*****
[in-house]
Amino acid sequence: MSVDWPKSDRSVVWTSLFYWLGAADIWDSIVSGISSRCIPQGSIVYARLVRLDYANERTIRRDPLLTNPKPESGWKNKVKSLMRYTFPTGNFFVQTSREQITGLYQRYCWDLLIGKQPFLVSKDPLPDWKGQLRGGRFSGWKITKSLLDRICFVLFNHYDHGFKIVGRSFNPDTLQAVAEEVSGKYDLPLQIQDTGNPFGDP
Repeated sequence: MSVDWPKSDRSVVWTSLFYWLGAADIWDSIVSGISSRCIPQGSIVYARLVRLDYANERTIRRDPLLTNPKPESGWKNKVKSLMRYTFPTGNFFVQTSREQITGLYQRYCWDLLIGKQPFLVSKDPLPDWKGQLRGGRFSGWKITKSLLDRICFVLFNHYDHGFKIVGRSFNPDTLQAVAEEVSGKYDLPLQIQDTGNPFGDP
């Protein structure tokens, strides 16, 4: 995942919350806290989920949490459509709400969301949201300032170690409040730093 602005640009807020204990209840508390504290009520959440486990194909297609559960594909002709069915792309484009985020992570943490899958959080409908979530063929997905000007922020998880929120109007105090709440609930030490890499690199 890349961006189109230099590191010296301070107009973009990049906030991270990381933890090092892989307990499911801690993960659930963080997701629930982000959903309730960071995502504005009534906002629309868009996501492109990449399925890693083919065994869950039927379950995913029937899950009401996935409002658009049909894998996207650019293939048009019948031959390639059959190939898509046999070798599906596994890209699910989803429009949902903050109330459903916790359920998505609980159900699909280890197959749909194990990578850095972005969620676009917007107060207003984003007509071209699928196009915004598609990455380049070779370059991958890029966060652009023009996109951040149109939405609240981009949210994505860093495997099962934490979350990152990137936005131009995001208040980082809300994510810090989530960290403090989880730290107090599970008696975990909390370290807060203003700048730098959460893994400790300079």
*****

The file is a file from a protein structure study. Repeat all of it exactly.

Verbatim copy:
[in-house]
Amino acid sequence: MSVDWPKSDRSVVWTSLFYWLGAADIWDSIVSGISSRCIPQGSIVYARLVRLDYANERTIRRDPLLTNPKPESGWKNKVKSLMRYTFPTGNFFVQTSREQITGLYQRYCWDLLIGKQPFLVSKDPLPDWKGQLRGGRFSGWKITKSLLDRICFVLFNHYDHGFKIVGRSFNPDTLQAVAEEVSGKYDLPLQIQDTGNPFGDP
Repeated sequence: MSVDWPKSDRSVVWTSLFYWLGAADIWDSIVSGISSRCIPQGSIVYARLVRLDYANERTIRRDPLLTNPKPESGWKNKVKSLMRYTFPTGNFFVQTSREQITGLYQRYCWDLLIGKQPFLVSKDPLPDWKGQLRGGRFSGWKITKSLLDRICFVLFNHYDHGFKIVGRSFNPDTLQAVAEEVSGKYDLPLQIQDTGNPFGDP
């Protein structure tokens, strides 16, 4: 995942919350806290989920949490459509709400969301949201300032170690409040730093 602005640009807020204990209840508390504290009520959440486990194909297609559960594909002709069915792309484009985020992570943490899958959080409908979530063929997905000007922020998880929120109007105090709440609930030490890499690199 890349961006189109230099590191010296301070107009973009990049906030991270990381933890090092892989307990499911801690993960659930963080997701629930982000959903309730960071995502504005009534906002629309868009996501492109990449399925890693083919065994869950039927379950995913029937899950009401996935409002658009049909894998996207650019293939048009019948031959390639059959190939898509046999070798599906596994890209699910989803429009949902903050109330459903916790359920998505609980159900699909280890197959749909194990990578850095972005969620676009917007107060207003984003007509071209699928196009915004598609990455380049070779370059991958890029966060652009023009996109951040149109939405609240981009949210994505860093495997099962934490979350990152990137936005131009995001208040980082809300994510810090989530960290403090989880730290107090599970008696975990909390370290807060203003700048730098959460893994400790300079």